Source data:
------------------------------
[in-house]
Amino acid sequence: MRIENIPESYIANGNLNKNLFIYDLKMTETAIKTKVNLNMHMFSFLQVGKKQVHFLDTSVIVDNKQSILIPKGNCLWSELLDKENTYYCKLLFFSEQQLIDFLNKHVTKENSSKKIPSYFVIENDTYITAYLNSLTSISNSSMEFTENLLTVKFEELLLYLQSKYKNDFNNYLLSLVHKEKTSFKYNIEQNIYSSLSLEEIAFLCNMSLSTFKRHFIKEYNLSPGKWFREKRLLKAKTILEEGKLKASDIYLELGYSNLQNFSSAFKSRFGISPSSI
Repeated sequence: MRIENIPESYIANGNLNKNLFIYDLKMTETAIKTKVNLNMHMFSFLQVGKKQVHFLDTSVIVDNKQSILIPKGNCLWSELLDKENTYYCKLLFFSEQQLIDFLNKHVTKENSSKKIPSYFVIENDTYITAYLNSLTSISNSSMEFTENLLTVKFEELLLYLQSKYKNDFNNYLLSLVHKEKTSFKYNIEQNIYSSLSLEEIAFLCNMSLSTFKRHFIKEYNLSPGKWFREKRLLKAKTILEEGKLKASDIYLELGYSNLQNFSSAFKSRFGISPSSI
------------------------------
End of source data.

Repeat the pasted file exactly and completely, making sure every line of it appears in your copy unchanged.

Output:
[in-house]
Amino acid sequence: MRIENIPESYIANGNLNKNLFIYDLKMTETAIKTKVNLNMHMFSFLQVGKKQVHFLDTSVIVDNKQSILIPKGNCLWSELLDKENTYYCKLLFFSEQQLIDFLNKHVTKENSSKKIPSYFVIENDTYITAYLNSLTSISNSSMEFTENLLTVKFEELLLYLQSKYKNDFNNYLLSLVHKEKTSFKYNIEQNIYSSLSLEEIAFLCNMSLSTFKRHFIKEYNLSPGKWFREKRLLKAKTILEEGKLKASDIYLELGYSNLQNFSSAFKSRFGISPSSI
Repeated sequence: MRIENIPESYIANGNLNKNLFIYDLKMTETAIKTKVNLNMHMFSFLQVGKKQVHFLDTSVIVDNKQSILIPKGNCLWSELLDKENTYYCKLLFFSEQQLIDFLNKHVTKENSSKKIPSYFVIENDTYITAYLNSLTSISNSSMEFTENLLTVKFEELLLYLQSKYKNDFNNYLLSLVHKEKTSFKYNIEQNIYSSLSLEEIAFLCNMSLSTFKRHFIKEYNLSPGKWFREKRLLKAKTILEEGKLKASDIYLELGYSNLQNFSSAFKSRFGISPSSI